An unusual light and sound phenomenon that was sighted in Finnish skies in early May has been confirmed as a fireball, in other words a very bright meteor. The light was seen on May 8th 2013 in parts of southern and central Finland.
The exact flight route of the bright fireball that flew over Southern Finland on Wednesday 8th of May has been modelled by the Ursa Astronomical Association based on meteor camera pictures of URSA Finnish Fireball Working Group.
The cause of the fireball light phenomena was a meteoroid that passed through the atmosphere. Based on the simulation, the mass of the meteoroid was about 50 kilograms, and it’s diameter was about 30 centimeters. It arrived in the atmosphere at a 43 degree angle.
The speed of the object was about 23 kilometers per second when it arrived the atmosphere. It ignited into a glowing fireball near Mynämäki at the height of 60 kilometers, from where it travelled into north-east. After crossing Lake Pyhäjärvi, the fireball flamed out northeast of Säkylä, at an altitude of about 23 kilometers.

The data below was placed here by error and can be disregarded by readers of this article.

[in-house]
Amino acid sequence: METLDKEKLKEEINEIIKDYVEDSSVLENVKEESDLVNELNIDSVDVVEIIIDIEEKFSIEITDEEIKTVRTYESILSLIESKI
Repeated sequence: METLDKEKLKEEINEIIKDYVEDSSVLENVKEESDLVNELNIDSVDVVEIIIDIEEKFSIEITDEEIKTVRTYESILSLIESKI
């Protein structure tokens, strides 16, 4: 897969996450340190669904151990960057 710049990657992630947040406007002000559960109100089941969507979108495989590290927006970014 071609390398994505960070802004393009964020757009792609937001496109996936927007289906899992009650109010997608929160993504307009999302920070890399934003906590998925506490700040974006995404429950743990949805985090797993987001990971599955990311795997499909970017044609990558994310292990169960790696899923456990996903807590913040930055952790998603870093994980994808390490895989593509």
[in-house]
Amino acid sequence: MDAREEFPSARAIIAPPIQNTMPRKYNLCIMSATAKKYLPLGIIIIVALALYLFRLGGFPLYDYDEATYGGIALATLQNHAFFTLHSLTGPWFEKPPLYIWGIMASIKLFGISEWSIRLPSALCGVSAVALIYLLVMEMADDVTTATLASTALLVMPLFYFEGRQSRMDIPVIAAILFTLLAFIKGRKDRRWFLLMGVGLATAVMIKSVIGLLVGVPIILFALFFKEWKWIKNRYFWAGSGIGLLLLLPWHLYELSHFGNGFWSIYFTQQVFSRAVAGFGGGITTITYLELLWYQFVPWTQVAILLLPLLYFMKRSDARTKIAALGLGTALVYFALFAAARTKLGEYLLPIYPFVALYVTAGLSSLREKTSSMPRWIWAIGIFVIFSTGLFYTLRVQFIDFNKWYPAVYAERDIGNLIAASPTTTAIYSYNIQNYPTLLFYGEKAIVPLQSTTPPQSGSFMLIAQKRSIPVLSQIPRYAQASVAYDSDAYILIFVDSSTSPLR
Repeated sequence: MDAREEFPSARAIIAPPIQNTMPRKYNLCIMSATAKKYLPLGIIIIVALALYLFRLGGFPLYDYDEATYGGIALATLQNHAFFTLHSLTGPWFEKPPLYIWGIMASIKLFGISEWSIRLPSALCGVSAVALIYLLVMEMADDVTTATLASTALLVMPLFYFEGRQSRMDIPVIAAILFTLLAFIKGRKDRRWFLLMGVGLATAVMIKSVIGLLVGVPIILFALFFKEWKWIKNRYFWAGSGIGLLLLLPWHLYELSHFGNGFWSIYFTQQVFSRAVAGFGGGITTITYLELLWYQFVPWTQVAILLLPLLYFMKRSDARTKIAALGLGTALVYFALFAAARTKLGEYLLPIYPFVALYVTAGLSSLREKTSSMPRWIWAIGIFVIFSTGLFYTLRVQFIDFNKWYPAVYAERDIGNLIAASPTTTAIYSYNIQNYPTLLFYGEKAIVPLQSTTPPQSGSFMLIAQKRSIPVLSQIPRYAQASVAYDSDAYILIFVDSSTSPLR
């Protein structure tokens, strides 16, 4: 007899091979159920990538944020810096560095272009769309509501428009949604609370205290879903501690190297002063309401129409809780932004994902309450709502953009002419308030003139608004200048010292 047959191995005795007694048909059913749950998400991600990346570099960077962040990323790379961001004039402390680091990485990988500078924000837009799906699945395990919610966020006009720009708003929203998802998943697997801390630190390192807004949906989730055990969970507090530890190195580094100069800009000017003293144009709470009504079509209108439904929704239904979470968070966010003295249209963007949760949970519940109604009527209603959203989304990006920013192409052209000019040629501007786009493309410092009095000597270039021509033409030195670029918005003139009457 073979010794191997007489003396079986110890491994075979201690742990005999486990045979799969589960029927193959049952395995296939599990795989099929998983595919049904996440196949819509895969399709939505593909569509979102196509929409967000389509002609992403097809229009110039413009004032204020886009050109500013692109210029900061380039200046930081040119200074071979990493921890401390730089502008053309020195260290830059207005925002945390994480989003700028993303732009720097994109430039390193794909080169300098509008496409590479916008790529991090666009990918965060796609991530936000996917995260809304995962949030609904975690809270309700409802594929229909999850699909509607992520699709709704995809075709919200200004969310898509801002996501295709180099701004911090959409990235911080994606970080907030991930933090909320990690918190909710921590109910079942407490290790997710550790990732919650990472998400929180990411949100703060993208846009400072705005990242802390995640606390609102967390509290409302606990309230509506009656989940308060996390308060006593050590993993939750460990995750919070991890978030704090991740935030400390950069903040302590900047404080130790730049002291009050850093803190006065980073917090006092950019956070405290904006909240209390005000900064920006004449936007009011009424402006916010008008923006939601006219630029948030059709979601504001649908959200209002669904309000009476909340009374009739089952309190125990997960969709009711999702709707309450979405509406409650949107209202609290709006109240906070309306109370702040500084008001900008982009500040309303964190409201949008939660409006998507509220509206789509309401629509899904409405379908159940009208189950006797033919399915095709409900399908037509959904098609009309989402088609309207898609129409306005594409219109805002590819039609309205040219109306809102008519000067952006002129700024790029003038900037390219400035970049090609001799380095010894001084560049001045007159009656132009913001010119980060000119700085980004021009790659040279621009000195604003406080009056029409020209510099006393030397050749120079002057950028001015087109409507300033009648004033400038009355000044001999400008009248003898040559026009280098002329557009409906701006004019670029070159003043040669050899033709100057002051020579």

The meteor is believed to have fallen into a field somewhere in Huittinen, a rural municipality between Tampere and Turku. The remnant that struck the earth probably weighed about five kilos, which is unusually large. One this size usually only hits Finland about once in a decade.
Ursa received nearly 300 observational reports of the incident, including accounts of hearing rumbles and explosive sounds.
Even though the fireball was impressive, it was still about 200 000 times smaller that the one that was seen over Russia, Tseljabinski on February 15th. The object that impacted Tseljabinski was originally 17-meter diameter asteroid, and it’s mass was about 10 million kilograms. – Yle